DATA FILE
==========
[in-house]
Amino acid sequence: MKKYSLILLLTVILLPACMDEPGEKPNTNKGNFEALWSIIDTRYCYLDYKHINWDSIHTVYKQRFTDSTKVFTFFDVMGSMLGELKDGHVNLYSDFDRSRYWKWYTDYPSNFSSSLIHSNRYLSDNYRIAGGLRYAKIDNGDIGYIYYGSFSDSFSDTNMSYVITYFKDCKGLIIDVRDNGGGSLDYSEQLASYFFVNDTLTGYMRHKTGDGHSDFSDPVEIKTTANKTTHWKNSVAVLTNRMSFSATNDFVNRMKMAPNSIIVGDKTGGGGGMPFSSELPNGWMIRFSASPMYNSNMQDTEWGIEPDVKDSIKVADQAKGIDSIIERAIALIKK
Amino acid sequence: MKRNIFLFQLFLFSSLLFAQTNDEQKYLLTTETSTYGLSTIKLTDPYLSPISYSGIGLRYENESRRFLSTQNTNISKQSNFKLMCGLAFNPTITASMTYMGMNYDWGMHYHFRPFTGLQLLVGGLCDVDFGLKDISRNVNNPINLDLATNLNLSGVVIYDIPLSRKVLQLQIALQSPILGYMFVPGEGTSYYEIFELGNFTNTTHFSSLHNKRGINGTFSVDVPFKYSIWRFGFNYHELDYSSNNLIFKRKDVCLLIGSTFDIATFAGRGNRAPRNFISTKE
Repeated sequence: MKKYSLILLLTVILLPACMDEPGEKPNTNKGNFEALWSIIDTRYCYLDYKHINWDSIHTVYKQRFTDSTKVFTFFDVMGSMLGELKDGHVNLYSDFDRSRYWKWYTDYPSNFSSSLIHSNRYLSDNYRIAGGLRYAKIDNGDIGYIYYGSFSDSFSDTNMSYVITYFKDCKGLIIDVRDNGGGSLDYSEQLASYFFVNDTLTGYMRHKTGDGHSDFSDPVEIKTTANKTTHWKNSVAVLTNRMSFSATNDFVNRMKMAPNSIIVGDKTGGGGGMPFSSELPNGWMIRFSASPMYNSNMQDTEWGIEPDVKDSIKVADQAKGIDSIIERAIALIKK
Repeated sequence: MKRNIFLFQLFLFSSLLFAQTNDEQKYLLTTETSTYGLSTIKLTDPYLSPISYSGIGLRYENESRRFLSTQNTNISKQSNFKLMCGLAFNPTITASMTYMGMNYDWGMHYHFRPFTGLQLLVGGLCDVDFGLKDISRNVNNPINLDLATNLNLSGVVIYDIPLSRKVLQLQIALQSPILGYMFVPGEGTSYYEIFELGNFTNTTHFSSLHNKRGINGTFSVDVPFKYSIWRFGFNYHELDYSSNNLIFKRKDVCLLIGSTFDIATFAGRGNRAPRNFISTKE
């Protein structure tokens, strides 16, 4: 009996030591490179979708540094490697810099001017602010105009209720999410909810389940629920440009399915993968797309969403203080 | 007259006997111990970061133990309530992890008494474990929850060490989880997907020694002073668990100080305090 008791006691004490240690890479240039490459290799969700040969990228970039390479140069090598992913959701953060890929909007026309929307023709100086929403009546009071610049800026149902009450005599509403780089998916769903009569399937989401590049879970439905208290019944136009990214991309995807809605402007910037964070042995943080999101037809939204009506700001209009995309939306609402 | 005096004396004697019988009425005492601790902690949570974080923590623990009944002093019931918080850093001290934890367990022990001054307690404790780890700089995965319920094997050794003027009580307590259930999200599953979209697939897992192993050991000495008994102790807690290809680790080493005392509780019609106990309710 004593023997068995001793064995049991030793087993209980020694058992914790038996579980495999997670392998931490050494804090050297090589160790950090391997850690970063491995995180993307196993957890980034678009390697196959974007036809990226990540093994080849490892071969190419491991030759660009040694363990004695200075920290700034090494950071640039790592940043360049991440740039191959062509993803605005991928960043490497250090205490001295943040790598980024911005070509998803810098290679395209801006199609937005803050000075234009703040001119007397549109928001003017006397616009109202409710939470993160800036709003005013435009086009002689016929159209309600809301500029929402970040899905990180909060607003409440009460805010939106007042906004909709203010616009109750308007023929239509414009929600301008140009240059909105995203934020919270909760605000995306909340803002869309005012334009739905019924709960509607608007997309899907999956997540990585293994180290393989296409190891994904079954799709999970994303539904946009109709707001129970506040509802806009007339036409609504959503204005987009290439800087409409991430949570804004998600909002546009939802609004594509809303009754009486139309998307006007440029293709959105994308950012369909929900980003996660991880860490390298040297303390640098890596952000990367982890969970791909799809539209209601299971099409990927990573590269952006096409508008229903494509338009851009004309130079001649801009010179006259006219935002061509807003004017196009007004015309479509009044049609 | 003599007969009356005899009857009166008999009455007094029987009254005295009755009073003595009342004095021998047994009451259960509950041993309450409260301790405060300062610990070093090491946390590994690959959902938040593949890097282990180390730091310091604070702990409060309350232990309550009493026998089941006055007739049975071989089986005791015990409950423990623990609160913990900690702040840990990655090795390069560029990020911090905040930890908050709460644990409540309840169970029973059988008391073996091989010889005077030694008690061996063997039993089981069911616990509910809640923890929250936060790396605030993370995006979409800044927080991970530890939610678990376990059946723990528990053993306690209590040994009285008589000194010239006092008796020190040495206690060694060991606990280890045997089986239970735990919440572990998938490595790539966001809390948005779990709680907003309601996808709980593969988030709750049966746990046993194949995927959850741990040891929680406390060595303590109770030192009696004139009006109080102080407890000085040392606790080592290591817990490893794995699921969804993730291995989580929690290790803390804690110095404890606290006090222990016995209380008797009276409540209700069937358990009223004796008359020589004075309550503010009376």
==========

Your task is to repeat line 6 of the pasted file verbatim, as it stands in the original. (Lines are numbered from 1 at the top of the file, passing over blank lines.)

């Protein structure tokens, strides 16, 4: 009996030591490179979708540094490697810099001017602010105009209720999410909810389940629920440009399915993968797309969403203080 | 007259006997111990970061133990309530992890008494474990929850060490989880997907020694002073668990100080305090 008791006691004490240690890479240039490459290799969700040969990228970039390479140069090598992913959701953060890929909007026309929307023709100086929403009546009071610049800026149902009450005599509403780089998916769903009569399937989401590049879970439905208290019944136009990214991309995807809605402007910037964070042995943080999101037809939204009506700001209009995309939306609402 | 005096004396004697019988009425005492601790902690949570974080923590623990009944002093019931918080850093001290934890367990022990001054307690404790780890700089995965319920094997050794003027009580307590259930999200599953979209697939897992192993050991000495008994102790807690290809680790080493005392509780019609106990309710 004593023997068995001793064995049991030793087993209980020694058992914790038996579980495999997670392998931490050494804090050297090589160790950090391997850690970063491995995180993307196993957890980034678009390697196959974007036809990226990540093994080849490892071969190419491991030759660009040694363990004695200075920290700034090494950071640039790592940043360049991440740039191959062509993803605005991928960043490497250090205490001295943040790598980024911005070509998803810098290679395209801006199609937005803050000075234009703040001119007397549109928001003017006397616009109202409710939470993160800036709003005013435009086009002689016929159209309600809301500029929402970040899905990180909060607003409440009460805010939106007042906004909709203010616009109750308007023929239509414009929600301008140009240059909105995203934020919270909760605000995306909340803002869309005012334009739905019924709960509607608007997309899907999956997540990585293994180290393989296409190891994904079954799709999970994303539904946009109709707001129970506040509802806009007339036409609504959503204005987009290439800087409409991430949570804004998600909002546009939802609004594509809303009754009486139309998307006007440029293709959105994308950012369909929900980003996660991880860490390298040297303390640098890596952000990367982890969970791909799809539209209601299971099409990927990573590269952006096409508008229903494509338009851009004309130079001649801009010179006259006219935002061509807003004017196009007004015309479509009044049609 | 003599007969009356005899009857009166008999009455007094029987009254005295009755009073003595009342004095021998047994009451259960509950041993309450409260301790405060300062610990070093090491946390590994690959959902938040593949890097282990180390730091310091604070702990409060309350232990309550009493026998089941006055007739049975071989089986005791015990409950423990623990609160913990900690702040840990990655090795390069560029990020911090905040930890908050709460644990409540309840169970029973059988008391073996091989010889005077030694008690061996063997039993089981069911616990509910809640923890929250936060790396605030993370995006979409800044927080991970530890939610678990376990059946723990528990053993306690209590040994009285008589000194010239006092008796020190040495206690060694060991606990280890045997089986239970735990919440572990998938490595790539966001809390948005779990709680907003309601996808709980593969988030709750049966746990046993194949995927959850741990040891929680406390060595303590109770030192009696004139009006109080102080407890000085040392606790080592290591817990490893794995699921969804993730291995989580929690290790803390804690110095404890606290006090222990016995209380008797009276409540209700069937358990009223004796008359020589004075309550503010009376």